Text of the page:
(Credit: University of Oxford)

 

Flying moths inspire robotics

Imagine robots with parallel processing ability in a complex 360 degree visual environment

March 1, 2013

The hawk moth’s wings are a blur of mottled gray motion as it hovers tethered to a steel rod in large white plastic orb. Outside the orb in the darkened room, a projector casts moving patterns of dimmed light onto the sphere’s surface, illuminating the moth’s field of vision with oscillating stripes. …

These changing light patterns create altered visual environments for the moth inside to simulate real-world visual disruptions the moth might experience when exposed to wind gusts. As the patterns change, the moth makes rapid adjustments to its flight behavior to maintain constant stability, as the moth’s responses to the visual stimuli are detected by a force sensor attached to the end of the steel rod.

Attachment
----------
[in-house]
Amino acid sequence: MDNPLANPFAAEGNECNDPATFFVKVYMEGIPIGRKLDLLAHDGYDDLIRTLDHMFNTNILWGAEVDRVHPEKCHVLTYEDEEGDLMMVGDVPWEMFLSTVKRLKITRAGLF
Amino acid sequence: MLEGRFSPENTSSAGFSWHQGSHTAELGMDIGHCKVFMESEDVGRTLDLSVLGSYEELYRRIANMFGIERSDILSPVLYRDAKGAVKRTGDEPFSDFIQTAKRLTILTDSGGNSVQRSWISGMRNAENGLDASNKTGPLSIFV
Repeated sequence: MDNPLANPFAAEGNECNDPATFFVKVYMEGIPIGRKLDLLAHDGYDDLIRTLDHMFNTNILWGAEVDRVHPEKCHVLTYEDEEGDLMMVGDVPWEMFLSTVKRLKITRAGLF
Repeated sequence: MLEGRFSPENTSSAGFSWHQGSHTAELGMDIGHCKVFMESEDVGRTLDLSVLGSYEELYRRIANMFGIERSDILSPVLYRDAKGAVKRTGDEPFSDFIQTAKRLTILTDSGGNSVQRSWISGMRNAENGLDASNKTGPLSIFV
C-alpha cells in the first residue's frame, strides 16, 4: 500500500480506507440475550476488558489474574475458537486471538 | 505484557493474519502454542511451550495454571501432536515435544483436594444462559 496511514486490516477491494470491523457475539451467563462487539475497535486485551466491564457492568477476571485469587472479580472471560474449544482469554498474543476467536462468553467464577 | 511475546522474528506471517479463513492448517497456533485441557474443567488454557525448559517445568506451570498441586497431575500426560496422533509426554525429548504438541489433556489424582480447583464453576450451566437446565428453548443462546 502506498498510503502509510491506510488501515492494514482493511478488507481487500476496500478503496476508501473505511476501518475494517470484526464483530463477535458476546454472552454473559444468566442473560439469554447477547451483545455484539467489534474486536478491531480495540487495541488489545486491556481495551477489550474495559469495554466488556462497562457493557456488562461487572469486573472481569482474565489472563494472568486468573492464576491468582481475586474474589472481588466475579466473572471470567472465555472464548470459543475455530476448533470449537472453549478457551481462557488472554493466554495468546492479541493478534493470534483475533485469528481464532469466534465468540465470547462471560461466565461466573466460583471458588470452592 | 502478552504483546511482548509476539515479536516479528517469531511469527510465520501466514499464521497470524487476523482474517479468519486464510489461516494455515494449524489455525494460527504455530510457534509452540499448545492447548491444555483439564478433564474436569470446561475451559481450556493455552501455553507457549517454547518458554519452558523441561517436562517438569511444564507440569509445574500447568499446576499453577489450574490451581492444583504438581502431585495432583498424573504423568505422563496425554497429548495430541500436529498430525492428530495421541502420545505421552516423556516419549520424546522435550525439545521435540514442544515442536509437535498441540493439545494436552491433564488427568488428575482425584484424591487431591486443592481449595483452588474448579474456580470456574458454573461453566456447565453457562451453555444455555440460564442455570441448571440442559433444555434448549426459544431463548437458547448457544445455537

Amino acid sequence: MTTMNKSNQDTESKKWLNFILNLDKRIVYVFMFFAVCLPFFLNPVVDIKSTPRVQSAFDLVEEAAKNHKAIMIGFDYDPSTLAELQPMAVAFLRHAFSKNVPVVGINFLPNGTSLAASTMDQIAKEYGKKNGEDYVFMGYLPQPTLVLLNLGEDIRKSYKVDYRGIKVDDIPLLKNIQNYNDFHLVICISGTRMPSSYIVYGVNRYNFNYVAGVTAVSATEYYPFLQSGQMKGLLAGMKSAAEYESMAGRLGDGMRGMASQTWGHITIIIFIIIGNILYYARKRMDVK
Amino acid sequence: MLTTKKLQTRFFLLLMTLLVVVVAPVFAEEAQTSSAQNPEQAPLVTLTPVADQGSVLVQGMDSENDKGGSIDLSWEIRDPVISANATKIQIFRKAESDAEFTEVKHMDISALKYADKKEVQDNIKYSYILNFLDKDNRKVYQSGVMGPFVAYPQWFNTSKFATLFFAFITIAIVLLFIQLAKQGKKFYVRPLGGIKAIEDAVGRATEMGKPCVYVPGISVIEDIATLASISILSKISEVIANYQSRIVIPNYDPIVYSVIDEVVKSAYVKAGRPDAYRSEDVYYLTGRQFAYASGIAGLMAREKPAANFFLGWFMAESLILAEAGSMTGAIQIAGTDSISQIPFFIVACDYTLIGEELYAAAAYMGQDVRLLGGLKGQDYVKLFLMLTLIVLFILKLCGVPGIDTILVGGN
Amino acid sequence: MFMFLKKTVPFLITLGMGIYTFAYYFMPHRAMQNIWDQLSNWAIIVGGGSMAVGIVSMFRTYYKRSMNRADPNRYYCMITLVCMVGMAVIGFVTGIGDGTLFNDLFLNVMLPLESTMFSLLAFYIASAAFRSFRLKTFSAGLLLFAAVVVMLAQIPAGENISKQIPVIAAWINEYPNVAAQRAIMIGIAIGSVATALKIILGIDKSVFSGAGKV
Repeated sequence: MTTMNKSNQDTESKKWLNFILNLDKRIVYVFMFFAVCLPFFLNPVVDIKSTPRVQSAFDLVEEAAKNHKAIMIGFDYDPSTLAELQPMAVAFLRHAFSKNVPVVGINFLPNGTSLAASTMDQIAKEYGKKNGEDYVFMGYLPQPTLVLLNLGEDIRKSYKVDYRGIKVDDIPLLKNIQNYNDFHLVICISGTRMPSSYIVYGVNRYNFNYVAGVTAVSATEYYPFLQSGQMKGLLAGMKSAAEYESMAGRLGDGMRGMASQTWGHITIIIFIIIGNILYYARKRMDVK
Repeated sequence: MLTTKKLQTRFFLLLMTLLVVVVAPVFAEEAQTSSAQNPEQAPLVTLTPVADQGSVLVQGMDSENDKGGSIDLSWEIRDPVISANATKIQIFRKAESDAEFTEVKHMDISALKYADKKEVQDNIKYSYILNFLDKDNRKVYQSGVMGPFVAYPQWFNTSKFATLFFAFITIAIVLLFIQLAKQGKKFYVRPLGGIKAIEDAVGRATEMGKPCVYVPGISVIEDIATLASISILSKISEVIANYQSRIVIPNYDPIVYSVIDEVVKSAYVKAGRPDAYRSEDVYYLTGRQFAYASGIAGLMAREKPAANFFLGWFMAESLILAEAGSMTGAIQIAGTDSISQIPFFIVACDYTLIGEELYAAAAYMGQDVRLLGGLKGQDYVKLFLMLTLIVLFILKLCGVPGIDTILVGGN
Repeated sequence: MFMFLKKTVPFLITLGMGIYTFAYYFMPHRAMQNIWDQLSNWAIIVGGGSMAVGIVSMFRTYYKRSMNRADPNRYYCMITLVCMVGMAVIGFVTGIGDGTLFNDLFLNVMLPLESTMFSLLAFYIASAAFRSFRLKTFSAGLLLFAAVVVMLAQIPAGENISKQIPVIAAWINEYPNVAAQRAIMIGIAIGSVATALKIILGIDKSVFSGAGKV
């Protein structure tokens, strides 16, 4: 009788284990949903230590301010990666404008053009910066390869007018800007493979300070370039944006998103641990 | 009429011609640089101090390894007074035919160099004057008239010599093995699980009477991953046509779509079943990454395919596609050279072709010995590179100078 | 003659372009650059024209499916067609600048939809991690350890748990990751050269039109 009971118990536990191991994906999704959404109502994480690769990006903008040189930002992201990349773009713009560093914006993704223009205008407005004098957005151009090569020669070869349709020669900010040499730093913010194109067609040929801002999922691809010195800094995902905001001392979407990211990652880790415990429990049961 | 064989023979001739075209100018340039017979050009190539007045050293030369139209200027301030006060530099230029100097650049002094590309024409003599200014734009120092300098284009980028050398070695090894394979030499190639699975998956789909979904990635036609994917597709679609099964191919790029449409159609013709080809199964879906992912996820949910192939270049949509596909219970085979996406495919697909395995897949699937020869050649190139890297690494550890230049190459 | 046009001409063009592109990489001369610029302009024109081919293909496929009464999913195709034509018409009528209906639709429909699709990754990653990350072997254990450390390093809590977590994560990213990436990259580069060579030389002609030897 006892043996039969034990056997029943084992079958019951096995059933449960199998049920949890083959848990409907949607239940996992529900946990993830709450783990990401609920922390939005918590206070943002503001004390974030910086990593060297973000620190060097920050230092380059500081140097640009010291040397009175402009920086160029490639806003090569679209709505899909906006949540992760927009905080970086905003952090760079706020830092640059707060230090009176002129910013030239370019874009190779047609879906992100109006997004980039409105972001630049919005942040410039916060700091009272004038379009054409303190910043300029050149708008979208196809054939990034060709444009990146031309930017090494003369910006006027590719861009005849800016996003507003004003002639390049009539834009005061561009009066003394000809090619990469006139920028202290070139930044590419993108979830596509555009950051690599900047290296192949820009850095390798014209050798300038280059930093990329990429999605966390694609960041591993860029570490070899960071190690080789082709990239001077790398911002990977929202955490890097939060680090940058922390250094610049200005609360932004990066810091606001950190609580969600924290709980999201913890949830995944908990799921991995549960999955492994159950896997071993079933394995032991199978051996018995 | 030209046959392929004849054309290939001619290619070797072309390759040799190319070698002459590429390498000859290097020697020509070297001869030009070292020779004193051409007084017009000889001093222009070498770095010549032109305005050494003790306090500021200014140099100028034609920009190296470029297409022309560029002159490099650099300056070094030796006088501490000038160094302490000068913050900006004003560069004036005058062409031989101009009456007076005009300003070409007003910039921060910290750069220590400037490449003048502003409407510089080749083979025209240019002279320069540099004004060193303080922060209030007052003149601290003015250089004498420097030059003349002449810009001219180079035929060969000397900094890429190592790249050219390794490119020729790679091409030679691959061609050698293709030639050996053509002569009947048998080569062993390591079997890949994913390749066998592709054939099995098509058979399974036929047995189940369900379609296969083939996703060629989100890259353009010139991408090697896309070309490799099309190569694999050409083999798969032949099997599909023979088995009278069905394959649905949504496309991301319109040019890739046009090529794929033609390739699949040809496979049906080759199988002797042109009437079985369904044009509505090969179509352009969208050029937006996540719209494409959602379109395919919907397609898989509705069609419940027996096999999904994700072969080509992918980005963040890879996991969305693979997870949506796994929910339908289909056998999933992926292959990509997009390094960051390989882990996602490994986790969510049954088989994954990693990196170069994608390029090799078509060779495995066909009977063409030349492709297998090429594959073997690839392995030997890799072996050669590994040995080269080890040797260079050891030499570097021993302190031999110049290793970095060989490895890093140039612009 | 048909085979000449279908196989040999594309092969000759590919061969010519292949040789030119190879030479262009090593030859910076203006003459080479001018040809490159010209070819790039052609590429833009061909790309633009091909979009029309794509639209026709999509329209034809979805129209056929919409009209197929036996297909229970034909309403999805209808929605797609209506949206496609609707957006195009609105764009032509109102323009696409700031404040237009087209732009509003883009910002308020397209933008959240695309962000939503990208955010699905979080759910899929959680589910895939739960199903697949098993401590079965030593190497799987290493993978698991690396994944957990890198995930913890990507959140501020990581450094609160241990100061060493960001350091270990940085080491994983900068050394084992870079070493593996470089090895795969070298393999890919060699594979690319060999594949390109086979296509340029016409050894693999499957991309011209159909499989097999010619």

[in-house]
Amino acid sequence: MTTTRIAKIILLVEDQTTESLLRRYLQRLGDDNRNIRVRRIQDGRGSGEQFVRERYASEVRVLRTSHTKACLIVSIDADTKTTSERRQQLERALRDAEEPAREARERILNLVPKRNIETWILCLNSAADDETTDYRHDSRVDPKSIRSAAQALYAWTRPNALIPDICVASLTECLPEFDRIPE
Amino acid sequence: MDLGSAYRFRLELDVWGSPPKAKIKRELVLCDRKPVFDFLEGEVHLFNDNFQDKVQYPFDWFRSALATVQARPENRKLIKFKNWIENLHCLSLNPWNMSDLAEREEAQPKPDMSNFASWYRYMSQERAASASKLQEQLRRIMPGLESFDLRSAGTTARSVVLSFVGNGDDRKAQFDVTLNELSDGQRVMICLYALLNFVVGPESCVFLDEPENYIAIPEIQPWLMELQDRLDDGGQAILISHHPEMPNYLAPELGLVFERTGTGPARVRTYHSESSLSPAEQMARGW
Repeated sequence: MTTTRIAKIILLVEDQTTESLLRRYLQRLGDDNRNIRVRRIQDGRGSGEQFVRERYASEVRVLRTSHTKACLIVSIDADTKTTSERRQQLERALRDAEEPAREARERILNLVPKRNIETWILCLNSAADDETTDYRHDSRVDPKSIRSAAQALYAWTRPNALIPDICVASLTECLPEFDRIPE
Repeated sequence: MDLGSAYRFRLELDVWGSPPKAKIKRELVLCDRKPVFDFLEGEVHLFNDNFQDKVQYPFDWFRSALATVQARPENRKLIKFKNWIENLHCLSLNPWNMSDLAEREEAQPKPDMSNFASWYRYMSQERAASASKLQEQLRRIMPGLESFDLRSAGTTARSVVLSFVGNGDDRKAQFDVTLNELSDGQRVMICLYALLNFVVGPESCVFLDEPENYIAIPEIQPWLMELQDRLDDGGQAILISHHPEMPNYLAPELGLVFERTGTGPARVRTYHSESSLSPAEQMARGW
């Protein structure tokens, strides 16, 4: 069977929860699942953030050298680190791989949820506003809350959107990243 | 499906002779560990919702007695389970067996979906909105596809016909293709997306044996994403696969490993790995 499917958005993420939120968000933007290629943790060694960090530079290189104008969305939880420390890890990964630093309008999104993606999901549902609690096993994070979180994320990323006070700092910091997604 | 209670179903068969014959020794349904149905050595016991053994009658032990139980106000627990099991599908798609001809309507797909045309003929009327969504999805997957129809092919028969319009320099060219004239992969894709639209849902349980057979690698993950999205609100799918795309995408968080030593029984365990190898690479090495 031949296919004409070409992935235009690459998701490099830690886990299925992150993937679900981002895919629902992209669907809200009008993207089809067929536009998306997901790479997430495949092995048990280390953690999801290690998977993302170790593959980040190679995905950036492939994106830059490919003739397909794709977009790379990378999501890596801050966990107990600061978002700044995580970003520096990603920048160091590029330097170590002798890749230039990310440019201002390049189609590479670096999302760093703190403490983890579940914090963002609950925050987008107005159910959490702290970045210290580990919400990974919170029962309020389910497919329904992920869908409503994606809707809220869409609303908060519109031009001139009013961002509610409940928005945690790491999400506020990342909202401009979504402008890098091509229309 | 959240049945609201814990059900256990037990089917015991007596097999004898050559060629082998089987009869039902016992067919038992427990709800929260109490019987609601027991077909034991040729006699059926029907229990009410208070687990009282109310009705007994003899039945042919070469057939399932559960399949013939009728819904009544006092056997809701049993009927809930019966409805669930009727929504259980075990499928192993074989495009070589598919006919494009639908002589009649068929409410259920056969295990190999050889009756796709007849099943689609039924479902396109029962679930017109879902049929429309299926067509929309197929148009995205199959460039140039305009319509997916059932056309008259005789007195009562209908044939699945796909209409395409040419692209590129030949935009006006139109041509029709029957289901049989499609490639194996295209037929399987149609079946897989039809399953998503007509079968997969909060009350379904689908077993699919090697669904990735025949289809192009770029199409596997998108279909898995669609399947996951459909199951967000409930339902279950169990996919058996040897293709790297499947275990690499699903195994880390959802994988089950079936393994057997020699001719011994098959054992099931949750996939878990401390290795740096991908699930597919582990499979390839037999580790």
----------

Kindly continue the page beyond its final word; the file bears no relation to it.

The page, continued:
These recordings are helping Tonya Muller, a DPhil student in Oxford University’s Department of Zoology, to understand the moth’s remarkable visual-motor system, and identify the mechanisms of visual feedback in insect flight control.

:”Understanding vision-based flight control in insects has far reaching uses in the fields of sensor development, signal processing, and robotics,” says Muller, whose background is in mechanical engineering. Vision is important for information gathering in insects and up to 50% of an insect’s brain can be composed of visual neurons.

In fact, despite their small brain size, insects can solve extremely sophisticated orientation problems both rapidly and reliably. Yet their eyes are far less sophisticated than our own.

Read more: Flying moths inspire robotics | KurzweilAI.

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